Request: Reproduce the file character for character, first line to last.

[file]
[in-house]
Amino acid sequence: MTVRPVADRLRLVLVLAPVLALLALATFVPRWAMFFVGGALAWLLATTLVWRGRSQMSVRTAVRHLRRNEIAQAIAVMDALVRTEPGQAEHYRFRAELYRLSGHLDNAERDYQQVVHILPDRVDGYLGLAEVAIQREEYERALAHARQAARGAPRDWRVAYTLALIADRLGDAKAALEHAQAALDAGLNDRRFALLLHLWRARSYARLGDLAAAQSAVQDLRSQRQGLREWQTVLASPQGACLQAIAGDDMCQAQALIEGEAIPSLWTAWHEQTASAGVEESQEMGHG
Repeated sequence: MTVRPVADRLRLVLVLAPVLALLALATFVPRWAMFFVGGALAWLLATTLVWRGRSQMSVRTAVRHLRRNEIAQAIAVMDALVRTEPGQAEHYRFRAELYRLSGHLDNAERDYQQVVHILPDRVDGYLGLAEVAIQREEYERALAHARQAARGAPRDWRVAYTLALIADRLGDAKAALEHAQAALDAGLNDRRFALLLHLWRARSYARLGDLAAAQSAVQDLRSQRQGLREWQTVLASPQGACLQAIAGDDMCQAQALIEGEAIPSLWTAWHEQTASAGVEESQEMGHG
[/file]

[in-house]
Amino acid sequence: MTVRPVADRLRLVLVLAPVLALLALATFVPRWAMFFVGGALAWLLATTLVWRGRSQMSVRTAVRHLRRNEIAQAIAVMDALVRTEPGQAEHYRFRAELYRLSGHLDNAERDYQQVVHILPDRVDGYLGLAEVAIQREEYERALAHARQAARGAPRDWRVAYTLALIADRLGDAKAALEHAQAALDAGLNDRRFALLLHLWRARSYARLGDLAAAQSAVQDLRSQRQGLREWQTVLASPQGACLQAIAGDDMCQAQALIEGEAIPSLWTAWHEQTASAGVEESQEMGHG
Repeated sequence: MTVRPVADRLRLVLVLAPVLALLALATFVPRWAMFFVGGALAWLLATTLVWRGRSQMSVRTAVRHLRRNEIAQAIAVMDALVRTEPGQAEHYRFRAELYRLSGHLDNAERDYQQVVHILPDRVDGYLGLAEVAIQREEYERALAHARQAARGAPRDWRVAYTLALIADRLGDAKAALEHAQAALDAGLNDRRFALLLHLWRARSYARLGDLAAAQSAVQDLRSQRQGLREWQTVLASPQGACLQAIAGDDMCQAQALIEGEAIPSLWTAWHEQTASAGVEESQEMGHG